Tuesday, October 4, 2016

The Emerging Problem of Space Debris: What Are the Chances of Being Hit By a Falling Satellite?

A CGI snapshot of the space junk orbiting high above our heads in low-Earth orbit. Image credit: Space Junk 3D website.

From time to time, when a defunct spacecraft is about to plunge into the Earth's atmosphere, ending its operational life with a fiery reentry, many fears and worries recur here on the ground. One of the returning questions is about the odds of being struck by a piece of metal that hadn't entirely burned up in the atmosphere.

It may seem that more than 500,000 pieces of the so-called "space junk" currently floating around our planet, guarantee a very high chance of "winning" an imminent hit, causing a serious injury, but according to calculations made by NASA, the chances are extremely small. Scientists in the agency's Orbital Debris Program Office, estimate that the odds of a person being struck by a piece of a de-orbited satellite are approximately 1 in 3,200. Moreover, the chance for one particular person of being hit by a falling debris is 1 in several trillion.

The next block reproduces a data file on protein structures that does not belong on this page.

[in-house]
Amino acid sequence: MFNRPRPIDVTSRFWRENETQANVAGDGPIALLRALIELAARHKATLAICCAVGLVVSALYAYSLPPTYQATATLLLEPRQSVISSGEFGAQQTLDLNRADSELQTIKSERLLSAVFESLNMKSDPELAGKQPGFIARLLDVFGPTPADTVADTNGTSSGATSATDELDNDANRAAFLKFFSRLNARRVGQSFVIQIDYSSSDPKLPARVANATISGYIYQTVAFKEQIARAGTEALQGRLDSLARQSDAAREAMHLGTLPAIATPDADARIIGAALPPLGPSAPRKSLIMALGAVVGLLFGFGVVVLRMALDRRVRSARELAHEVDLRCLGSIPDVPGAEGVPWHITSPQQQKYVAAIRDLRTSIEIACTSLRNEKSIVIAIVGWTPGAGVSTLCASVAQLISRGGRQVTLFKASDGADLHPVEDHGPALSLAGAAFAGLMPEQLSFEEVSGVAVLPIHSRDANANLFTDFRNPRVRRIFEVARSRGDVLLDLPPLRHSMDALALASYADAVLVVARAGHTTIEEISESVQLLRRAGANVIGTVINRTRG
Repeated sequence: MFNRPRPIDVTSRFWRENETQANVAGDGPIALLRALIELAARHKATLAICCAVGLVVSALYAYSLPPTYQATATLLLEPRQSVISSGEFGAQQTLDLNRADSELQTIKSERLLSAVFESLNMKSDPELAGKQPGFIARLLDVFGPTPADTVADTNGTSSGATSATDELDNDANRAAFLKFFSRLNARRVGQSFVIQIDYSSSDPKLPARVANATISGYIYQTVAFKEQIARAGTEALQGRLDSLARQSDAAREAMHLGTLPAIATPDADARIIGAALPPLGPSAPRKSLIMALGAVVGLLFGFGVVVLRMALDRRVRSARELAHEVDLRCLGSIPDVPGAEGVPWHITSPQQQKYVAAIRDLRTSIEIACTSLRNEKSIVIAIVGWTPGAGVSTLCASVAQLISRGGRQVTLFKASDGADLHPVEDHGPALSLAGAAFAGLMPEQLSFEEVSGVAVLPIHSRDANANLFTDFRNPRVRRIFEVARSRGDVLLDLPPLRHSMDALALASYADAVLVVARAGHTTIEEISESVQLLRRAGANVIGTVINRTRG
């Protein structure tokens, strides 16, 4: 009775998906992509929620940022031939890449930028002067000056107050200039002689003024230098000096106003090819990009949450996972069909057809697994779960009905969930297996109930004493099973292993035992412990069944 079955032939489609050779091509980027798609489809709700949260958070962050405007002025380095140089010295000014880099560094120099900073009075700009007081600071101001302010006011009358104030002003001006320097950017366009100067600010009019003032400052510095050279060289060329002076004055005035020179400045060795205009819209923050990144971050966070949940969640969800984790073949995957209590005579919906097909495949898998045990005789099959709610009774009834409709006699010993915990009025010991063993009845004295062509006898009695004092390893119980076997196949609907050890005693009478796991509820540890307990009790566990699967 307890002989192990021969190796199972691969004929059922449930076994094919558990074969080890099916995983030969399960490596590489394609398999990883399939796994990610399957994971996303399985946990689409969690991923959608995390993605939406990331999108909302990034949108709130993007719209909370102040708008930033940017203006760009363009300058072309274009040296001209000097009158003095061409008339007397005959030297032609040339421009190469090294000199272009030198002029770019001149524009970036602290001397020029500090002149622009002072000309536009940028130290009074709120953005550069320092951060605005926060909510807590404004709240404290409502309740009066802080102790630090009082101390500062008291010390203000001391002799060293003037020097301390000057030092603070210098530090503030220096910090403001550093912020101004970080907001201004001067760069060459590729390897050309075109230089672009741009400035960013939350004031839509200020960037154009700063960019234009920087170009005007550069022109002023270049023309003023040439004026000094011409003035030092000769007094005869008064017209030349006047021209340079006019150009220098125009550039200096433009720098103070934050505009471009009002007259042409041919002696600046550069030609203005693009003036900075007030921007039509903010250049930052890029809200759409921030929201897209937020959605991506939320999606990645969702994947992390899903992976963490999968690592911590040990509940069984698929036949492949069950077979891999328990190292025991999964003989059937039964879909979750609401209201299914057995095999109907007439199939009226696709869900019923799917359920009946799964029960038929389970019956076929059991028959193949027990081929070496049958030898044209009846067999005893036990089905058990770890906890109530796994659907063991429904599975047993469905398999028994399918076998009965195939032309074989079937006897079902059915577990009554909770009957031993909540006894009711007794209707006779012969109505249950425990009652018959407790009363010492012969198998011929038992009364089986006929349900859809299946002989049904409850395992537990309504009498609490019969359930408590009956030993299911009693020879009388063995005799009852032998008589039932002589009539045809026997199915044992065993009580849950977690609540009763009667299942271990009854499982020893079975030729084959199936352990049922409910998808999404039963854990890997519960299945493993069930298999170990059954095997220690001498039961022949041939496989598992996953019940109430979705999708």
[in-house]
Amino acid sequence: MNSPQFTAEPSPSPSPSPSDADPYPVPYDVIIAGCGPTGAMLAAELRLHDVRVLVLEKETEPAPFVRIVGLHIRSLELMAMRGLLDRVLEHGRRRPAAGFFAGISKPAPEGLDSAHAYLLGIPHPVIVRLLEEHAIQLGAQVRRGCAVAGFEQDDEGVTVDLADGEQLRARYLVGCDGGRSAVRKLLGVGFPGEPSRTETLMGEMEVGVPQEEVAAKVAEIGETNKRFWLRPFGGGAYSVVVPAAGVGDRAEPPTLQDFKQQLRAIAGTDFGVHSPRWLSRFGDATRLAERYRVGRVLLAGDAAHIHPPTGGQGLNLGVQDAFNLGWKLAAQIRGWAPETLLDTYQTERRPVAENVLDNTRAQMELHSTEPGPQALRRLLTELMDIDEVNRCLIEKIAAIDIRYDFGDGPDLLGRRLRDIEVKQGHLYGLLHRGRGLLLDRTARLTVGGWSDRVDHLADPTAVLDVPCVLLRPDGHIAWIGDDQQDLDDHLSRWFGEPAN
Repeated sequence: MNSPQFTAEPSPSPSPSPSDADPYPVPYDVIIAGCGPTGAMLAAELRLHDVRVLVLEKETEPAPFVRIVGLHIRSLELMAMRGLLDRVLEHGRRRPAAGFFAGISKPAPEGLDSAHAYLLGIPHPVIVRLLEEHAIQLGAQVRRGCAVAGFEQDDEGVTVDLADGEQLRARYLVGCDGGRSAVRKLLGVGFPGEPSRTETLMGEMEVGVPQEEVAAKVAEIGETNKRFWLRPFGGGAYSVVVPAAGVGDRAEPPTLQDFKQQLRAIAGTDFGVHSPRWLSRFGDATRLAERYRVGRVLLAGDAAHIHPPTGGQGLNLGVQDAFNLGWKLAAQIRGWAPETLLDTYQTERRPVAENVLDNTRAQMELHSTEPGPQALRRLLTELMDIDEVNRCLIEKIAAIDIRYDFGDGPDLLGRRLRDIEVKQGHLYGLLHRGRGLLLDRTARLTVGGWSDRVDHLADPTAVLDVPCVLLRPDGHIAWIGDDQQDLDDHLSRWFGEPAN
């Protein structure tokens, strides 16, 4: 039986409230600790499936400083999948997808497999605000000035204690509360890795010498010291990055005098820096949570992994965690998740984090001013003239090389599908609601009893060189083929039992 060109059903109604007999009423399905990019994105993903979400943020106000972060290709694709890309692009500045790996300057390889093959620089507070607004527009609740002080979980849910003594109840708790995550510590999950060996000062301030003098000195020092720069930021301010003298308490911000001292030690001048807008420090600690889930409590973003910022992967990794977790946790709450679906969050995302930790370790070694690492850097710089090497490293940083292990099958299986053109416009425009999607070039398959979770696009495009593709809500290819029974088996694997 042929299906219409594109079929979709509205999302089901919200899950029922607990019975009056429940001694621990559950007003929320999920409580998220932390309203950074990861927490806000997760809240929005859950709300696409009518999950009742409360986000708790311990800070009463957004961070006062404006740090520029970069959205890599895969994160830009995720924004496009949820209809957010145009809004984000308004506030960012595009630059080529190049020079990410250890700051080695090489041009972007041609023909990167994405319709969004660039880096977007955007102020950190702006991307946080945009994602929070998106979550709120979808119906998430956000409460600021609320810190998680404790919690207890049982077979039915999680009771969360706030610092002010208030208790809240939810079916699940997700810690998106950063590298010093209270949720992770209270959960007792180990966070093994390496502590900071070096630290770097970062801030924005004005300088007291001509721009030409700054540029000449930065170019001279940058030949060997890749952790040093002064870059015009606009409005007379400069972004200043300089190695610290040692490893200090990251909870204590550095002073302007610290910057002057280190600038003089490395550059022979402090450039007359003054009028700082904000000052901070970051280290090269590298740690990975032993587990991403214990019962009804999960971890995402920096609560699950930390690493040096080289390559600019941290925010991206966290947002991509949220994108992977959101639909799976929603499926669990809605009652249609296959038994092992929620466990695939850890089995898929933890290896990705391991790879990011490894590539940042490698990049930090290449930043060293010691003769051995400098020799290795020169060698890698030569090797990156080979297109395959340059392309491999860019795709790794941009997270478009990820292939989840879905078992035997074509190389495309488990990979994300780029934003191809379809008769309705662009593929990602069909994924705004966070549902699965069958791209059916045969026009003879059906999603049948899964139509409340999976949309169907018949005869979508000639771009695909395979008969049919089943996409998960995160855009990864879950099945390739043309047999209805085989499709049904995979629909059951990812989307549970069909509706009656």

To put that in some perspective, the odds of a ball landing on a given number in American roulette, like the one available on Netbet, are 1 in 37. Even winning any single number two times a row statistically happens 1 in 1,369 – that's still more probable than a piece of space garbage hitting someone on Earth.

In Texas Hold'em Poker, the probability of being dealt suited Ace-King is 1 in 331. But how about the same situation four time a row? Turns out it's about 1 in 12 billion, thus still more feasible that that you in particular will be hit by some leftover fragment of a defunct spacecraft. So, it seems that instead of being worried about space debris that may someday fall into Earth, we should try to beat the odds at casino and card games.

Extremely low odds of being struck by a piece of space junk are due to the fact that only 29 percent of Earth's surface is land – mostly uninhabited, as people congregate mainly in cities. However, the chances could get higher in the future as more and more satellites are being sent into orbit. Moreover, the spacecraft that are currently orbiting Earth sometimes collide with each other, producing additional debris. For example, in February 2009 a defunct Russian spacecraft collided with and destroyed a functioning U.S. commercial satellite, what added more than 2,000 pieces of in-orbit space junk.

NASA and the Department of Defense are constantly monitoring the risk that satellites pose to Earth. The space agency reveals that currently, total number of tracked objects exceeds 21,000.


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